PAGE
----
Goulding's childish act aside, I always thought if you were on your butt with no feet grounded it was a travel (which it looks like Blanchfield was calling for)?
You were always wrong.
Without putting myself up as a person of authority in regard to rules, laws, etc
Of course not, that's my job!
Here we go:
[The referee shall] Have the power to make decisions on any point not specifically covered by these rules.
The situation in question is
specifically covered by the rules. 46.13 doesn't apply.
When deciding on a personal contact or violation, the officials shall, in each
instance, have regard to and weigh up the following fundamental principles:
- The spirit and intent of the rules and the need to uphold the integrity of the game.
- Consistency in application of the concept of 'advantage/disadvantage'. The officials should not seek to interrupt the flow of the game unnecessarily in order to penalise incidental personal contact which does not give the player responsible an advantage nor place his opponent at a disadvantage.
- Consistency in the application of common sense to each game, bearing in mind the abilities of the players concerned and their attitude and conduct during the game.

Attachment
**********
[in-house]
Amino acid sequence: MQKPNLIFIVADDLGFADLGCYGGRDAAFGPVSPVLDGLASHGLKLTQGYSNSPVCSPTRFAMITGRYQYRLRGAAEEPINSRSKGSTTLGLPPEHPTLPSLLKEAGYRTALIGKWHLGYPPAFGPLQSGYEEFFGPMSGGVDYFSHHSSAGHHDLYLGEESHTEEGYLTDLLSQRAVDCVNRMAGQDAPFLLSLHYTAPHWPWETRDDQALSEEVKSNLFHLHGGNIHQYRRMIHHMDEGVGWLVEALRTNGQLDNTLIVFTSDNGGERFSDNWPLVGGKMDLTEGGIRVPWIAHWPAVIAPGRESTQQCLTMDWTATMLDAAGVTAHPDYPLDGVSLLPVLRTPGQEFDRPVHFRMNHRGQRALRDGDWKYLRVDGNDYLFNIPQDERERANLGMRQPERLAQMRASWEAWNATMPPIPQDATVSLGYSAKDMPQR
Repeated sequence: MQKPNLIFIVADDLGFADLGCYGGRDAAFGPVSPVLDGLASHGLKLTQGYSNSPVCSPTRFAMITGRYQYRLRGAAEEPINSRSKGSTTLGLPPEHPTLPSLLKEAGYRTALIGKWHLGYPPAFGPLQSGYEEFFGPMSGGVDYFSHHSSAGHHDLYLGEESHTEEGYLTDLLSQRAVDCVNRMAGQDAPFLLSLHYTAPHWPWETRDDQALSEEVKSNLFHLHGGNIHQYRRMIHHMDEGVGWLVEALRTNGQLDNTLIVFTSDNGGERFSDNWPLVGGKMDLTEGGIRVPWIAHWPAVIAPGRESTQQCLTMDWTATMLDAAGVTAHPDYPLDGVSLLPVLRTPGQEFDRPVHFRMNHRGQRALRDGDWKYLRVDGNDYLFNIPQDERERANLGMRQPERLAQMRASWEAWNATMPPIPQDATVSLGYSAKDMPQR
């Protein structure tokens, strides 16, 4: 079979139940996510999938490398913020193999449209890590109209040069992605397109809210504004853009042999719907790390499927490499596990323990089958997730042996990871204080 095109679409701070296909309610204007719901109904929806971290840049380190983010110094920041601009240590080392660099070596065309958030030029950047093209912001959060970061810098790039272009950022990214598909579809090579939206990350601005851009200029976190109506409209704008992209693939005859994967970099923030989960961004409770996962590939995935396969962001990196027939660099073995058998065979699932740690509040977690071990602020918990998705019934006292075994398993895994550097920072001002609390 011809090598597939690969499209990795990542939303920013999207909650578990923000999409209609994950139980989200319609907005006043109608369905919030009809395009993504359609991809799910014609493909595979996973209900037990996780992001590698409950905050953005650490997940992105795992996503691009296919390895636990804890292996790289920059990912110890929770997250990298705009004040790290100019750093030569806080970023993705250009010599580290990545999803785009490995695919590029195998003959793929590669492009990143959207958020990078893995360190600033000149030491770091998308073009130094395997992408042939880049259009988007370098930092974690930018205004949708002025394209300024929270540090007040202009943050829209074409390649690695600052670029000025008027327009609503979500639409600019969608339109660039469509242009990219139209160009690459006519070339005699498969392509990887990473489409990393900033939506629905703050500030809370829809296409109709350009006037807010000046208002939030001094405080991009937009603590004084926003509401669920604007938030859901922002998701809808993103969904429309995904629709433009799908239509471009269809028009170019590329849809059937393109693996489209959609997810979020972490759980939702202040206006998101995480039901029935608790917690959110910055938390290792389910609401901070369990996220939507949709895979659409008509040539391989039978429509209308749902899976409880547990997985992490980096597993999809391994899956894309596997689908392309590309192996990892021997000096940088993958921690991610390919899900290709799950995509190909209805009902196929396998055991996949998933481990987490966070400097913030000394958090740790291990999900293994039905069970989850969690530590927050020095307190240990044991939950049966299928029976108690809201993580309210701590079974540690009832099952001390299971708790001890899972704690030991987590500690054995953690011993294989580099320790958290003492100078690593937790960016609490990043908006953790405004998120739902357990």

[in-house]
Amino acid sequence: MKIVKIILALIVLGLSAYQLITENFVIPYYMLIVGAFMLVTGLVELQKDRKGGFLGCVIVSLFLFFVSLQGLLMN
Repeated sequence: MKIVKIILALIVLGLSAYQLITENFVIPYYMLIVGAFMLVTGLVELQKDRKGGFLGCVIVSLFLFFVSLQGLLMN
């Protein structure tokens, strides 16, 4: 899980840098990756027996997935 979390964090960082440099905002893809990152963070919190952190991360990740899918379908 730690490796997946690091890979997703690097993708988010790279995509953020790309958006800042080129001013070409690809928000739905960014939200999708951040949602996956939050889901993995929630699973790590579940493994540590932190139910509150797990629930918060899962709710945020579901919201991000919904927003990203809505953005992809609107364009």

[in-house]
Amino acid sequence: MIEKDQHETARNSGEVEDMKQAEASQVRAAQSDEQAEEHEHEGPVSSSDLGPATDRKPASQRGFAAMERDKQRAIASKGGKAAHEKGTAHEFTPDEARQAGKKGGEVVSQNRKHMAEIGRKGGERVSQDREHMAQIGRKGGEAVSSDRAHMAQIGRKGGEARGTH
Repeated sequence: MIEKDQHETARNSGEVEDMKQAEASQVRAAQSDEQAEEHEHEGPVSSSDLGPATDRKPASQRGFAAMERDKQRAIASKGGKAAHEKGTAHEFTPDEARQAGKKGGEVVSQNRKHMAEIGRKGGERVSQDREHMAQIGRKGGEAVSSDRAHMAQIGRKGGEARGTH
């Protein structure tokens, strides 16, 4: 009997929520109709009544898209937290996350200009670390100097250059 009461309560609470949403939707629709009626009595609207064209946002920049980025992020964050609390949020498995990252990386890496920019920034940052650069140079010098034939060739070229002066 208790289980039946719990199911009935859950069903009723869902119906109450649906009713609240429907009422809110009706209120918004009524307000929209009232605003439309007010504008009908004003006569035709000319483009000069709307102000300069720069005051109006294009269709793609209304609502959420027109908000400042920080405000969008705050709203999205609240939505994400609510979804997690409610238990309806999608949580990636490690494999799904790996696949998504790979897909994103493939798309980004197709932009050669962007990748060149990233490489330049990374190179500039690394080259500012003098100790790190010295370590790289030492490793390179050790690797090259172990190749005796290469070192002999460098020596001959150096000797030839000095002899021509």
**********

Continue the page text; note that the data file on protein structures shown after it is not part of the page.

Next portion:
- Consistency in the maintenance of a balance between game control and game flow, having a 'feeling' for what the participants are trying to do and calling what is right for the game.
That's there to allow them to ignore things that are technically illegal but don't really affect anything, or just let things go a bit at younger age levels where players aren't as skilled. That's not a licence to make rules up in order to penalise people.
The IRS rules, Article 46.12 (directly above Article 46.13, which you cited) specifically say what instant replay can be used for. Outside of the last two minutes, it's the value of a made field goal, the remaining time in case of malfunction, the identity of a free-throw shooter, or the participants in a fight.
That means they weren't allowed to go to replay at all.
Even inside the last two minutes, they're only allowed to review the above, plus shot clock violations, whether a shot was released before a foul call, or to identify the player that caused the ball to go out of bounds.
At the end of each quarter, they are additionally allowed to review whether a shot got off in time, and add time to the clock if necessary.
That's it. It was an unreviewable situation, and reviewable situations don't include fouls anyway.
Goulding was in the wrong, Giersch was in the wrong, and Russell was in the wrong.